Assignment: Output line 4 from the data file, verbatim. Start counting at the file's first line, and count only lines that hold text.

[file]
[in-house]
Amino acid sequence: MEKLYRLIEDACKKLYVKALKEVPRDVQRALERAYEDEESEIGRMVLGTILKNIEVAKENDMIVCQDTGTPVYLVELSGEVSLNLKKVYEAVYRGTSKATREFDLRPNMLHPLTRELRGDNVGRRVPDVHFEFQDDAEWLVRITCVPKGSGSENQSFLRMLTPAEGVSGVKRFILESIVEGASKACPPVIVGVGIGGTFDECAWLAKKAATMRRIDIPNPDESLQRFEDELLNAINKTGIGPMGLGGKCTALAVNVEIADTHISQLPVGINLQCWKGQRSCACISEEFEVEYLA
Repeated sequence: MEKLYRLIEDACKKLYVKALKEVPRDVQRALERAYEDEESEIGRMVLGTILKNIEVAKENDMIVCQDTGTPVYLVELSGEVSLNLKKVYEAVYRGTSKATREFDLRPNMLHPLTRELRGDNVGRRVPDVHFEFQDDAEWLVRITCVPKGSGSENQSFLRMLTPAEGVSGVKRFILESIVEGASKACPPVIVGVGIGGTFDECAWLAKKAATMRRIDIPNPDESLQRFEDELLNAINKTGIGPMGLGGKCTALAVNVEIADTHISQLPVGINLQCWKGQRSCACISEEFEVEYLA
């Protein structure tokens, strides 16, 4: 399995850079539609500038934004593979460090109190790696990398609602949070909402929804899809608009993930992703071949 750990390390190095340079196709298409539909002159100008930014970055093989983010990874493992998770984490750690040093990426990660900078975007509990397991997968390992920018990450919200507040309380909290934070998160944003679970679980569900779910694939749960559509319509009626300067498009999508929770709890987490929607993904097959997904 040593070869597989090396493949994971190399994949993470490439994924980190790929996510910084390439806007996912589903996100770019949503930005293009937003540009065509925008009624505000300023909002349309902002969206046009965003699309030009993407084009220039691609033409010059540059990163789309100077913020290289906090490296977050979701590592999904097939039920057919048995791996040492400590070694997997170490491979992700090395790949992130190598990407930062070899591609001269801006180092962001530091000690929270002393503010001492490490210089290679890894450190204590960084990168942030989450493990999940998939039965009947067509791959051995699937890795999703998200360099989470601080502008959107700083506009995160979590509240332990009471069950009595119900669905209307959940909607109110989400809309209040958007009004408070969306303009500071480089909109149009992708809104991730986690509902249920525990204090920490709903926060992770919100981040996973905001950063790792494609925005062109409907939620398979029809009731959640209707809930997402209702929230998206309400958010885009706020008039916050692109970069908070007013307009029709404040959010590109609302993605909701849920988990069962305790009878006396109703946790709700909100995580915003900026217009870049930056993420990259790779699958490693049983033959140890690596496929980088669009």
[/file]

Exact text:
């Protein structure tokens, strides 16, 4: 399995850079539609500038934004593979460090109190790696990398609602949070909402929804899809608009993930992703071949 750990390390190095340079196709298409539909002159100008930014970055093989983010990874493992998770984490750690040093990426990660900078975007509990397991997968390992920018990450919200507040309380909290934070998160944003679970679980569900779910694939749960559509319509009626300067498009999508929770709890987490929607993904097959997904 040593070869597989090396493949994971190399994949993470490439994924980190790929996510910084390439806007996912589903996100770019949503930005293009937003540009065509925008009624505000300023909002349309902002969206046009965003699309030009993407084009220039691609033409010059540059990163789309100077913020290289906090490296977050979701590592999904097939039920057919048995791996040492400590070694997997170490491979992700090395790949992130190598990407930062070899591609001269801006180092962001530091000690929270002393503010001492490490210089290679890894450190204590960084990168942030989450493990999940998939039965009947067509791959051995699937890795999703998200360099989470601080502008959107700083506009995160979590509240332990009471069950009595119900669905209307959940909607109110989400809309209040958007009004408070969306303009500071480089909109149009992708809104991730986690509902249920525990204090920490709903926060992770919100981040996973905001950063790792494609925005062109409907939620398979029809009731959640209707809930997402209702929230998206309400958010885009706020008039916050692109970069908070007013307009029709404040959010590109609302993605909701849920988990069962305790009878006396109703946790709700909100995580915003900026217009870049930056993420990259790779699958490693049983033959140890690596496929980088669009």